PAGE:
During this year's Three Rivers Arts Festival, pedestrians had but a few hours to view Carolina Loyola-Garcia's "The need to wash the self with milk and honey" in its original location: a street-level window at Two PPG Place. On June 1, not long after the five-minute video started playing, it was covered up, and then shut down entirely by the office building's management: Its depiction of full-frontal nudity was considered inappropriate for the site.
For the next couple days, you couldn't have watched the video at all. Subsequently, it was moved several blocks across town, to the third floor of the festival's gallery.
The highly publicized incident was considered censorship by some -- including the National Coalition Against Censorship, which sent an open letter chiding the festival for allowing removal of the video.
According to Three Rivers Arts Festival director Elizabeth Reiss and curator Katherine Talcott, however, "milk and honey" was pulled not because the wrong people saw it, but because the right people didn't. Loyola-Garcia's video, apparently, was the only artwork that was not subjected to an agreed-upon preview by the building's managers, real-estate firm Grubb & Ellis.
Reiss, who had refused to comment publicly on the episode since the NCAC's July 6 letter, recently told CP that Loyola-Garcia's video was originally slated for exhibition in a different storefront entirely. But that building's owner withdrew its offer of space (for reasons unrelated to the artwork itself), forcing organizers to find a new home for the work.
It didn't help that festival staff were already struggling with logistical challenges wrought by the loss of longtime venue Point State Park, which has been closed for construction. A decline in revenue also led to the layoffs of two staffers, including Talcott, who worked for the festival as a contract employee instead.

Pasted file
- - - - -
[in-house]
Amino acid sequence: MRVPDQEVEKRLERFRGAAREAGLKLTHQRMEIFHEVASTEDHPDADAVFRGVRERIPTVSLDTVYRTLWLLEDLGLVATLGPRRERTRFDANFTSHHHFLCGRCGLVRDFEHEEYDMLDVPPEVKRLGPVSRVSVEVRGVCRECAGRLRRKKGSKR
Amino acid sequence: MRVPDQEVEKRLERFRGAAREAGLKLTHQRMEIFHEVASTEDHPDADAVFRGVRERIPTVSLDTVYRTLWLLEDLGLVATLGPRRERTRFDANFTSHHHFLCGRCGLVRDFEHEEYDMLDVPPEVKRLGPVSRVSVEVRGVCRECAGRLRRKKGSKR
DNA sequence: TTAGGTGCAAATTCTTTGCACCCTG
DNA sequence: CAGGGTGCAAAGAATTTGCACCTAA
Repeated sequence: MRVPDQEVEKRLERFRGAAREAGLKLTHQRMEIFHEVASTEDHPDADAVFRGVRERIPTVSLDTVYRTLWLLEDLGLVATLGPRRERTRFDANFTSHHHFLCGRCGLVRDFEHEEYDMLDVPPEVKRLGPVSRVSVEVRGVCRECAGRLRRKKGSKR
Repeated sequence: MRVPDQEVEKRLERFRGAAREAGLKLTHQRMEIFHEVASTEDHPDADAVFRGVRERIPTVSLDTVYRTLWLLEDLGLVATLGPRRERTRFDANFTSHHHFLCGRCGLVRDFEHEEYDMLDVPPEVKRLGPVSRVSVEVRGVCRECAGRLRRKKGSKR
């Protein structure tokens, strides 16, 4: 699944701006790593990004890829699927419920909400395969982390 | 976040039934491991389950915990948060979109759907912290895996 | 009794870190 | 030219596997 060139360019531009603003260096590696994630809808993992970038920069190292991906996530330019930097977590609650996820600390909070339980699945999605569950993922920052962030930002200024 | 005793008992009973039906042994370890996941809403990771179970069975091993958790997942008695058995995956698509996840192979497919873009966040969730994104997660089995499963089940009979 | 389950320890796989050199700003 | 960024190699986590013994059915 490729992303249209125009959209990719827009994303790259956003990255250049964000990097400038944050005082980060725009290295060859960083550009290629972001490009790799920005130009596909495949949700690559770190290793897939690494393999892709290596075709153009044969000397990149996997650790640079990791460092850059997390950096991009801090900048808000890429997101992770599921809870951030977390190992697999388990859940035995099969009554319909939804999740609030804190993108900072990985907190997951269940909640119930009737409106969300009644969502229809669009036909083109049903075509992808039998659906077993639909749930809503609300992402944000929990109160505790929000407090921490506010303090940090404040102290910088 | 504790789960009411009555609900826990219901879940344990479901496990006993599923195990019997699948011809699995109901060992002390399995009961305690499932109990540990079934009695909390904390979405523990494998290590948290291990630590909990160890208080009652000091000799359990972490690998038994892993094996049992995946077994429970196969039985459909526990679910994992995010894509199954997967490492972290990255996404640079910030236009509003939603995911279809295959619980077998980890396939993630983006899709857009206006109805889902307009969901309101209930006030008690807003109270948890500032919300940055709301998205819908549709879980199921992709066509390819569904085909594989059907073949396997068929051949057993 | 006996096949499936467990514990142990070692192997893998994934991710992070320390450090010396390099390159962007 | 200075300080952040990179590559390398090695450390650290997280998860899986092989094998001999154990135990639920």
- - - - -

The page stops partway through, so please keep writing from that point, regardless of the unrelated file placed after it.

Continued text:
Reiss says that, partly due to poor communication between her and Talcott, she didn't even know that Loyola-Garcia's video contained nudity until after Grubb & Ellis pulled the plug. The artist herself tried to reactivate it, only to have the exhibit shut down again.
"It was a bad procedural moment," says Reiss. "Things slipped between the cracks."
Talcott, who curated the work as part of The Best of Pittsburgh 2007, gives a slightly different account. Talcott says she always intended "milk and honey" for Two PPG. It was grouped with two other videos and another display, collectively titled Peeping Toms because they were viewable from the sidewalk through apertures cut in black cardboard. (The holes were about 5 feet off the sidewalk -- above small-child height.)
Talcott also says that she made all 40 or so Best of Pittsburgh works available to Grubb & Ellis, and that she assumed they all had the firm's approval. "If we have to find an error [in the episode], I'm willing to take it," says Talcott.
Grubb & Ellis's Pittsburgh office has repeatedly declined requests for comment. But would things have been better if the company had simply rejected Loyola-Garcia's video before the festival began? That might have avoided controversy -- but what else might have been lost?
"The need to wash the self with milk and honey" depicts a naked woman, wearing a sort of jeweled headpiece in her long, dark hair, walking through a lush forest and carrying a pail in each hand. Accompanied by a lyrical voiceover, she sits down to bathe. The woman is portrayed by Loyola-Garcia herself, an internationally exhibited artist and instructor in the Robert Morris University media-arts program. She has described the dreamily paced work as "a ritualistic performance of spirituality" and an "act of healing and validation."
But the artist's unselfconsciously revealed nipples and pubic hair apparently trumped any artistic value.
TRAF's Reiss, who calls Loyola-Garcia's video "really quite lovely," rejects charges of censorship. Nude art has been shut down at the festival before, says Reiss, who has been festival director since 2001: During the 1980s, an African-styled performance troupe with bare-breasted dancers was similarly banished from PPG property.
Reiss contends that the story is different when artwork is on public property. In 2004, a young painter contributing to a Point State Park graffiti wall crafted an image of President George W. Bush with a bullet wound in his temple. Although "The funder of that project was not happy," Reiss recalls, "Three Rivers left it there."